X, = sign(X_{f})sqrt X_{f} \) , (21)
Y, = ( 22 )
and where b is a fitting constant, which is substantially equal to 0.22 and is found empirically.Experiments with images numerically shifted by a fractional values in x and y directions show maximum errors below .01 pixel size for templates with good degree of symmetry and below .020.03 pixel size even for highly amorphous, skewed patterns.
Accordingly, the present invention provides a novel method for accurately locating a subpixel maximum on a two dimensional grid which is accurate and cost effective, and particularly well suited to industrial machine vision applications .
Modifications and substitutions by one of ordinary skill in the art are considered to be within the scope of the present invention, which is not to be limited except by the claims that follow:
What is claimed is:
Claims
Priority Applications (2)
Application Number  Priority Date  Filing Date  Title 

US09085866 US6208769B1 (en)  19980528  19980528  Method of accurately locating the fractional position of a template match point 
US09/085,866  19980528 
Applications Claiming Priority (3)
Application Number  Priority Date  Filing Date  Title 

EP19990927110 EP1092206A4 (en)  19980528  19990528  Method of accurately locating the fractional position of a template match point 
JP2000551354A JP2002517045A (en)  19980528  19990528  How to position accurately determine the part position of the template match point 
CA 2334938 CA2334938C (en)  19980528  19990528  Method of accurately locating the fractional position of a template match point 
Publications (1)
Publication Number  Publication Date 

WO1999062024A1 true true WO1999062024A1 (en)  19991202 
Family
ID=22194486
Family Applications (1)
Application Number  Title  Priority Date  Filing Date 

PCT/US1999/011954 WO1999062024A1 (en)  19980528  19990528  Method of accurately locating the fractional position of a template match point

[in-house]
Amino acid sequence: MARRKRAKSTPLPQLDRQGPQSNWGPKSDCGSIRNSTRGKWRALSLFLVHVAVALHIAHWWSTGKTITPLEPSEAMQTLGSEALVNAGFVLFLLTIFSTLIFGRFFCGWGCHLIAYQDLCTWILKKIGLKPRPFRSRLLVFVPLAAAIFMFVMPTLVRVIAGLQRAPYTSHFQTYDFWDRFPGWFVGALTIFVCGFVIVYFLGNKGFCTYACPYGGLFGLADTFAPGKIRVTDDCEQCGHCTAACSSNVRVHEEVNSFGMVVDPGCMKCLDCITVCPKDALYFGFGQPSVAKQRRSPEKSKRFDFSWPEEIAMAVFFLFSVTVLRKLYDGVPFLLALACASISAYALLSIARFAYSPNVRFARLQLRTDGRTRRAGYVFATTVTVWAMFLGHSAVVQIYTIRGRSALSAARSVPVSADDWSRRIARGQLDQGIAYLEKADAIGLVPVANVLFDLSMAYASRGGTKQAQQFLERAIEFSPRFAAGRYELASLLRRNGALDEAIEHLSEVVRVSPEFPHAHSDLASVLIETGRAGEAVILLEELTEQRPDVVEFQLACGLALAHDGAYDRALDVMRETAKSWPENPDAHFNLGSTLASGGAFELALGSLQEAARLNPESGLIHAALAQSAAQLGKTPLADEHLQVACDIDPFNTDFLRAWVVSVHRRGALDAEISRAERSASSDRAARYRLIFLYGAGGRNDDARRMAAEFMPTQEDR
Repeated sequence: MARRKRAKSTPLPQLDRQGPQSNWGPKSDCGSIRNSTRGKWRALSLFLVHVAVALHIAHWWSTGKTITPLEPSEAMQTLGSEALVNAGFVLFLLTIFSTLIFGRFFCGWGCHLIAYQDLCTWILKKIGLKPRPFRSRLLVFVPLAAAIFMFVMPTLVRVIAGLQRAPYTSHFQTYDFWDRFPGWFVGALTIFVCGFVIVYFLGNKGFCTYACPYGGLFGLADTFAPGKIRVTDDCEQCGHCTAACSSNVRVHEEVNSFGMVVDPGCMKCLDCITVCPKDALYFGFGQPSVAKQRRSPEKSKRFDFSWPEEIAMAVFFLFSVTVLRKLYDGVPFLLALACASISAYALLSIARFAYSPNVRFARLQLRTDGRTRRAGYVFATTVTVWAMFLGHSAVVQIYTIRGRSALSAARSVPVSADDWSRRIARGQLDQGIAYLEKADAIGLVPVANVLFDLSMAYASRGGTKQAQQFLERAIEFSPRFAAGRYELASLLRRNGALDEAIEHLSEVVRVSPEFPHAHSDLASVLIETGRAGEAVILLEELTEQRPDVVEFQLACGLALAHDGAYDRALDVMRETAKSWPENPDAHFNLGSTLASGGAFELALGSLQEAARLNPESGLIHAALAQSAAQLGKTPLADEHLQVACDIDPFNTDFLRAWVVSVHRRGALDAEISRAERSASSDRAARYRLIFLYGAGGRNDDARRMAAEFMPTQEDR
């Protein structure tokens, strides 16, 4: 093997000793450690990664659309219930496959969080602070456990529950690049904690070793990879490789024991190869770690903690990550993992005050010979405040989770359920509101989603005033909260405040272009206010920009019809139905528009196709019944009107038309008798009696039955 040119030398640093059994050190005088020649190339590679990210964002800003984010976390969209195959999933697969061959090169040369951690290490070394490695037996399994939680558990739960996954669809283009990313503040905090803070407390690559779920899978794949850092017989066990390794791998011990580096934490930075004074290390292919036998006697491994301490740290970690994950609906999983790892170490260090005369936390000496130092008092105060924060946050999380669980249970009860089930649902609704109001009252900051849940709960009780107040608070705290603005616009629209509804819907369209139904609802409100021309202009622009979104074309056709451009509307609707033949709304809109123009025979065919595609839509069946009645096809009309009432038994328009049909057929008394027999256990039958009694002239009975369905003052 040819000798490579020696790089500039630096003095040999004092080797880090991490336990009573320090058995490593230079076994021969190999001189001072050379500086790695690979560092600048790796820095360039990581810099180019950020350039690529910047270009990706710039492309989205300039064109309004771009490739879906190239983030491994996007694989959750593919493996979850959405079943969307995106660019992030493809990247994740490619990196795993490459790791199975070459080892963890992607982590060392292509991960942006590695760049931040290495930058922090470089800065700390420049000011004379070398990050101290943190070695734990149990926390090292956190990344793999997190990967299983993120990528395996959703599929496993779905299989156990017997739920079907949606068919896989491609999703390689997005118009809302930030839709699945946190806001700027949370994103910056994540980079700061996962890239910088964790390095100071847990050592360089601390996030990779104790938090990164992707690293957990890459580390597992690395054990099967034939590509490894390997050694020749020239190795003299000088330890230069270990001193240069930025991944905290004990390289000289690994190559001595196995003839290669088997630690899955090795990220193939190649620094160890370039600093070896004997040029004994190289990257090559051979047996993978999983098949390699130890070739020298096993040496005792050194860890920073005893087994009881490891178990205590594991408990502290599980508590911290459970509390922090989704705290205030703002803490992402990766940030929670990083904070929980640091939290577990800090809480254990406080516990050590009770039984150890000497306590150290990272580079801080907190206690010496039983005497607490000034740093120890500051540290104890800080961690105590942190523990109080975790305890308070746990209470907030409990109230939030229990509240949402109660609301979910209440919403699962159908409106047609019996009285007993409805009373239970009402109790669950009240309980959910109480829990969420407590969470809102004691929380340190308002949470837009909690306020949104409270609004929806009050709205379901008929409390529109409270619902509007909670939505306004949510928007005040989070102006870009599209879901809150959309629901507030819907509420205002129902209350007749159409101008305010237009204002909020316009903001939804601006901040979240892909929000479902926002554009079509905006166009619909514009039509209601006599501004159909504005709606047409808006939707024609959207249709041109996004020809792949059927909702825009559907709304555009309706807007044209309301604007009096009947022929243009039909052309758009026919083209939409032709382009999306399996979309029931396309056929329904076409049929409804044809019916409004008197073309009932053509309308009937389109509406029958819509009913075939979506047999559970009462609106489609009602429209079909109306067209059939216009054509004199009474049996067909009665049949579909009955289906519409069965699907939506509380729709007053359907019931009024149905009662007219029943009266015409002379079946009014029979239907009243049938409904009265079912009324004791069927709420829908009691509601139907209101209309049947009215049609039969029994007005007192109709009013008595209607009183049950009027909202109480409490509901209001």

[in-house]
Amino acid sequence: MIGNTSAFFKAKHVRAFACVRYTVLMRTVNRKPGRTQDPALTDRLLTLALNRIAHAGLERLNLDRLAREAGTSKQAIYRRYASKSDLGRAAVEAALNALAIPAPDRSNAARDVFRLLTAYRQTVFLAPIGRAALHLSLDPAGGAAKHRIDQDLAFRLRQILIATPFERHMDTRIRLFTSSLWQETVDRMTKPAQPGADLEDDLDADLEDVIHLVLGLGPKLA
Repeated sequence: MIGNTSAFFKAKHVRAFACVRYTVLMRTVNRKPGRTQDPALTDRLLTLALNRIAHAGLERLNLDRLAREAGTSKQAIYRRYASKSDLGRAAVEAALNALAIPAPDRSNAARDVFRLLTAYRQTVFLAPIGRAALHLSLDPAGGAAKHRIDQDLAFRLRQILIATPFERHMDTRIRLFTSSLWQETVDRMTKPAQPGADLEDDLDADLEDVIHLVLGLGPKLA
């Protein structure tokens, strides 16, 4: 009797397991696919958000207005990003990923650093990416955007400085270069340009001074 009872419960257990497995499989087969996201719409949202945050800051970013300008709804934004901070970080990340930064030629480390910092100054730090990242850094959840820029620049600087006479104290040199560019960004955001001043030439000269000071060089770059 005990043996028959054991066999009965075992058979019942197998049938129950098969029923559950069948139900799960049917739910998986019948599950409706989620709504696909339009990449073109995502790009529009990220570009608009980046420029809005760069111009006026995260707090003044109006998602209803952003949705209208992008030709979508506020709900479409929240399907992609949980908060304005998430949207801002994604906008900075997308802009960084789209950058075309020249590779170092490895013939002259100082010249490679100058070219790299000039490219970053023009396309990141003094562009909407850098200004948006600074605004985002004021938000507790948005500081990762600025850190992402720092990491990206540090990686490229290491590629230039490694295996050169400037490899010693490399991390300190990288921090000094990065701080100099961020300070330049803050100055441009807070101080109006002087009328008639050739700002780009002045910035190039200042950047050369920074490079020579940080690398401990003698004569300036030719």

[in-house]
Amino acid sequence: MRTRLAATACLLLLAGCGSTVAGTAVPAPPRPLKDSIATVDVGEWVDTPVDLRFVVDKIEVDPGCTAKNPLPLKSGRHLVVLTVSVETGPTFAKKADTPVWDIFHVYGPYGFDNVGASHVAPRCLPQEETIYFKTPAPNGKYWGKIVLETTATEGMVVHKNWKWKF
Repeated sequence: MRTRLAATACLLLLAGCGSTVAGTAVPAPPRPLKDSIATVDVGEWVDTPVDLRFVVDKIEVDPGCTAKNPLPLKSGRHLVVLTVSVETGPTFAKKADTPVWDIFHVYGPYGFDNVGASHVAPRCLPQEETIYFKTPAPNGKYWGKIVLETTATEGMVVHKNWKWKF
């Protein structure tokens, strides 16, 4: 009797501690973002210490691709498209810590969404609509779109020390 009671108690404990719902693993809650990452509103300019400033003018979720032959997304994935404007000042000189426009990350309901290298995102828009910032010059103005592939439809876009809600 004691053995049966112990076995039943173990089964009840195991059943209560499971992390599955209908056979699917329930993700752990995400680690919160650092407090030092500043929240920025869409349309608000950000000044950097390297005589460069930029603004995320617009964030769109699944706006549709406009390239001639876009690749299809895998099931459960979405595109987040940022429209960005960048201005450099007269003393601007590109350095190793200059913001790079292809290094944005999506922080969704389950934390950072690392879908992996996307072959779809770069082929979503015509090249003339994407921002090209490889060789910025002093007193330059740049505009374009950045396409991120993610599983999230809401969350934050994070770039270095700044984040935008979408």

Country Status (5)
Country  Link 

US (1)  US6208769B1 (en) 
JP (1)  JP2002517045A (en) 
CA (1)  CA2334938C (en) 
EP (1)  EP1092206A4 (en) 
WO (1)  WO1999062024A1 (en) 
Cited By (2)
Publication number  Priority date  Publication date  Assignee  Title 

EP1645988A2 (en) *  20040930  20060412  NEC Infrontia Corporation  Image construction method, fingerprint image construction apparatus, and program 
JP2008117416A (en) *  20030114  20080522  Tokyo Institute Of Technology  Multiparameter highlyaccurate simultaneous estimation method in image subpixel matching 
Families Citing this family (9)
Publication number  Priority date  Publication date  Assignee  Title 

US6917721B2 (en) *  20010716  20050712  HewlettPackard Development Company, L.P.  Method and apparatus for subpixel edge detection 
GB0224923D0 (en) *  20021025  20021204  Univ Bristol  Positional measurement of a feature within an image 
JP4887820B2 (en) *  20060215  20120229  富士通株式会社  Image position measuring method, the image position measuring device and an image position measuring program 
DE102007037726B4 (en) *  20070809  20100708  Lavision Gmbh  A method for the contactless measurement of deformations of a surface of a measurement object 
US9427602B2 (en)  20120525  20160830  Ojai Retinal Technology, Llc  Pulsating electromagnetic and ultrasound therapy for stimulating targeted heat shock proteins and facilitating protein repair 
US9168174B2 (en)  20120525  20151027  Ojai Retinal Technology, Llc  Process for restoring responsiveness to medication in tissue of living organisms 
US9381115B2 (en)  20120525  20160705  Ojai Retinal Technology, Llc  System and process for retina phototherapy 
US9381116B2 (en)  20120525  20160705  Ojai Retinal Technology, Llc  Subthreshold micropulse laser prophylactic treatment for chronic progressive retinal diseases 
EP2994780A1 (en)  20130510  20160316  Koninklijke Philips N.V.  Direct conversion radiation detector digital signal processing electronics 
Citations (3)